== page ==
THE STATE OF SOUTH CAROLINA
In The Court of Appeals
The State, Respondent,
Brent P. Guthrie, Appellant.
Appeal From Oconee County
C. Victor Pyle, Jr., Circuit Court Judge
Opinion No. 3560
Heard September 11, 2002 – Filed October 28, 2002
Deputy Chief Attorney Joseph L. Savitz, III, of South Carolina Office of Appellate Defense, of Columbia, for Appellant.
Attorney General Charles M. Condon, Chief Deputy Attorney General John W. McIntosh, Assistant Deputy Attorney General Charles H. Richardson, Senior Assistant Attorney General Harold M. Coombs, Jr., all of Columbia; and Solicitor Druanne D. White, of Anderson, for Respondent.
ANDERSON, J.: Brent P. Guthrie was convicted of first degree burglary. On appeal, he contends the trial court lacked subject matter jurisdiction because the State improperly amended his indictment at trial. We reverse.
Guthrie, Mark Velt, and Jerry Lambert broke into Ed Tannery’s fishing cabin during the evening sometime between January 13 and January 15, 1999. The three men removed beer, a tackle box, fishing rods, and several other items from the cabin. They filled their truck with these items, deposited them in Velt’s hotel room, and returned to the cabin a second time to extricate more items. All three men were charged with the crime.
Guthrie was indicted for first degree burglary based on the aggravating factor of unlawfully entering the dwelling during the nighttime hours. At the beginning of Guthrie’s trial, the State moved to amend the indictment to include as an additional aggravating factor Guthrie’s conviction of two or more prior burglaries. Guthrie objected to the amendment and argued the presentation of his six prior burglaries would be prejudicial to his defense. The Circuit Court found Guthrie would not suffer any prejudice and allowed the amendment. Although the Circuit Court granted the amendment, it does not appear from the record that the actual indictment was altered to include the additional aggravating factor.
The State later submitted evidence of Guthrie’s six prior burglary convictions. The Circuit Court instructed the jury that they were not to consider the prior convictions as proof of guilt in the present case, but that it was evidence that would satisfy an element of first degree burglary.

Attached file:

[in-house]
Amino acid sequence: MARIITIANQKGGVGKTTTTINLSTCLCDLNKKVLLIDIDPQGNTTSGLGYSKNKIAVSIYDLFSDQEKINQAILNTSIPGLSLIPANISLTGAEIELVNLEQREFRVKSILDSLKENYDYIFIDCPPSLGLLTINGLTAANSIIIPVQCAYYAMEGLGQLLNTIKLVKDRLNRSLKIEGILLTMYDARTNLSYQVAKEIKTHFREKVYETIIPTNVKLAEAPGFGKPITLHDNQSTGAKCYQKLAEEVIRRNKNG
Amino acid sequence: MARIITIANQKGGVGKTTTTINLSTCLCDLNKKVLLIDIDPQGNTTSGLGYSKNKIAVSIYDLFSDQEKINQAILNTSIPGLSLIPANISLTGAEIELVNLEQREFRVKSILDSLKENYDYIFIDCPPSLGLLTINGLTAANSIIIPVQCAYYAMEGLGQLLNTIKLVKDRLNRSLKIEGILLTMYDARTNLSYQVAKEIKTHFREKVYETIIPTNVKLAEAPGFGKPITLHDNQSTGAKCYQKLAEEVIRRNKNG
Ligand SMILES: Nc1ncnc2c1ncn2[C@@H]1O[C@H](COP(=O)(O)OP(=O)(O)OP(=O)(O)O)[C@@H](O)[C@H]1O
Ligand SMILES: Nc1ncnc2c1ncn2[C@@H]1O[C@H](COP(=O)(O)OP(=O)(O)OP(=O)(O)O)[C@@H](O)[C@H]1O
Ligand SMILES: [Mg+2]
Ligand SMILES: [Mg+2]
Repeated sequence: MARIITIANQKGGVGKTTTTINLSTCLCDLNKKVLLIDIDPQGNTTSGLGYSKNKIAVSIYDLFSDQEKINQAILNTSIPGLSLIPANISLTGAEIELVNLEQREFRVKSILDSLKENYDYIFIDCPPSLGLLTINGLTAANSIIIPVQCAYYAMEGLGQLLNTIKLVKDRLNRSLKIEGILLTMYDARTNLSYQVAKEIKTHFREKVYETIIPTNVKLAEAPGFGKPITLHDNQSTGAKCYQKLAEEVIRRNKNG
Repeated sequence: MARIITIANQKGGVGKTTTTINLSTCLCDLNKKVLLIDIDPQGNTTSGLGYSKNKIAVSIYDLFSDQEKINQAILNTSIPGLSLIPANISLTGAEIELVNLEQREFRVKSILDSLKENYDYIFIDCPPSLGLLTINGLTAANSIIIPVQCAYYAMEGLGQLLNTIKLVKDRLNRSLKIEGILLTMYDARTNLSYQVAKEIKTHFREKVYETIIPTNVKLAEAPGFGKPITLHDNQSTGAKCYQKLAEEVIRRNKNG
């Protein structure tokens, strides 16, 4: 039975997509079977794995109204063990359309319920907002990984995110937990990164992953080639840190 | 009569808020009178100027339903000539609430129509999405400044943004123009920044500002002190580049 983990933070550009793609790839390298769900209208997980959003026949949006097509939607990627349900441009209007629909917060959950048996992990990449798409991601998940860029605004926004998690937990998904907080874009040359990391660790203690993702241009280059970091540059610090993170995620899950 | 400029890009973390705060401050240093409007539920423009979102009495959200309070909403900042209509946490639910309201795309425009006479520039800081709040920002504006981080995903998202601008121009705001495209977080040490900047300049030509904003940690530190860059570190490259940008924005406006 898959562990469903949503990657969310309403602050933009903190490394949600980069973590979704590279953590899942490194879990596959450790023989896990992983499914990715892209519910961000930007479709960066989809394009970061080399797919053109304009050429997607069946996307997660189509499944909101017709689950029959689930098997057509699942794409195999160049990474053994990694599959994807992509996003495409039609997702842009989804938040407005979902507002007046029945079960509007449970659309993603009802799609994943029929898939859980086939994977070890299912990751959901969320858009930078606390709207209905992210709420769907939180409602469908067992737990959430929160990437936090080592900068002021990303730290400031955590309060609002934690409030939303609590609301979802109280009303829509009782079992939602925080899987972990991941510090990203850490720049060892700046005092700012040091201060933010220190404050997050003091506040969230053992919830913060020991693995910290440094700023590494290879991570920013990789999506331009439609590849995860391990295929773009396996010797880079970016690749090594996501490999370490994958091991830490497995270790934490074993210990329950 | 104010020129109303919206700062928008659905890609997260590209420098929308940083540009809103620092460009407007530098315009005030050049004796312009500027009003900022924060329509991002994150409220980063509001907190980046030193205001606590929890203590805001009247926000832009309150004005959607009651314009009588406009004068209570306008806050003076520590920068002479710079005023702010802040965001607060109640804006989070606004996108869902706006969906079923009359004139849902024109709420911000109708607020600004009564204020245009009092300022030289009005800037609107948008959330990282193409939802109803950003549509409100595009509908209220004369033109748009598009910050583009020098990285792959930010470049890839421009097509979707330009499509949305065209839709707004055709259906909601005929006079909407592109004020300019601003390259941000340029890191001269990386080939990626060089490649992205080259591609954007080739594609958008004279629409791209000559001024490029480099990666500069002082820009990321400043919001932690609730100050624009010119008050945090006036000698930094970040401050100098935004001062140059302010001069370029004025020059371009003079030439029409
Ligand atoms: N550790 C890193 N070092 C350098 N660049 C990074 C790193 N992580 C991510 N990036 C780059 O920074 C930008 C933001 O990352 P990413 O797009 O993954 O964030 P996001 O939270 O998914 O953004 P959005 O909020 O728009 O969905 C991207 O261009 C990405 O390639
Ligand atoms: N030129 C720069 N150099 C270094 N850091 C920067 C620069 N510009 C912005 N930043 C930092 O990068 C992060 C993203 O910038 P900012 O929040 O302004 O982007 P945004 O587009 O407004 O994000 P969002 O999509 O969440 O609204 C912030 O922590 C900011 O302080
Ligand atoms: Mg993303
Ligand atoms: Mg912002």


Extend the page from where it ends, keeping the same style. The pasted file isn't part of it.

Velt testified at trial regarding Guthrie’s participation in the burglary. The jury found Guthrie guilty of first degree burglary. The foreman signed the verdict form on the back of the original indictment, which charged the element of entering in the nighttime.
Guthrie maintains the Circuit Court lacked subject matter jurisdiction because the amendment to the indictment added an additional element of aggravation that was not presented to the grand jury. We agree.
The jurisdiction of a court over the subject matter of a proceeding is fundamental. Brown v. State, 343 S.C. 342, 540 S.E.2d 846 (2001). The Circuit Court does not have subject matter jurisdiction to convict a defendant of an offense unless: (1) there has been an indictment which sufficiently states the offense; (2) the defendant has waived presentment of the indictment; or (3) the offense is a lesser included offense of the crime charged in the indictment. State v. Primus, 349 S.C. 576, 564 S.E.2d 103 (2002); State v. Timmons, 349 S.C. 389, 563 S.E.2d 657 (2002); State v. Lynch, 344 S.C. 635, 545 S.E.2d 511 (2001).
The lack of subject matter jurisdiction can be raised at any time, can be raised for the first time on appeal, and can be raised sua sponte by the court. State v. Brown, Op. No. 3549 (S.C. Ct. App. Filed Sept. 9, 2002)(Shearouse Adv. Sh. No. 32 at 52); see also State v. Ervin, 333 S.C. 351, 510 S.E.2d 220 (Ct. App. 1998) (holding issues related to subject matter jurisdiction may be raised at any time). Furthermore, lack of subject matter jurisdiction may not be waived, even by consent of the parties, and should be taken notice of by this Court. Brown, 343 S.C. at 346, 540 S.E.2d at 848. The acts of a court with respect to a matter as to which it has no jurisdiction are void. Id. at 346, 540 S.E.2d at 849; State v. Funderburk, 259 S.C. 256, 191 S.E.2d 520 (1972).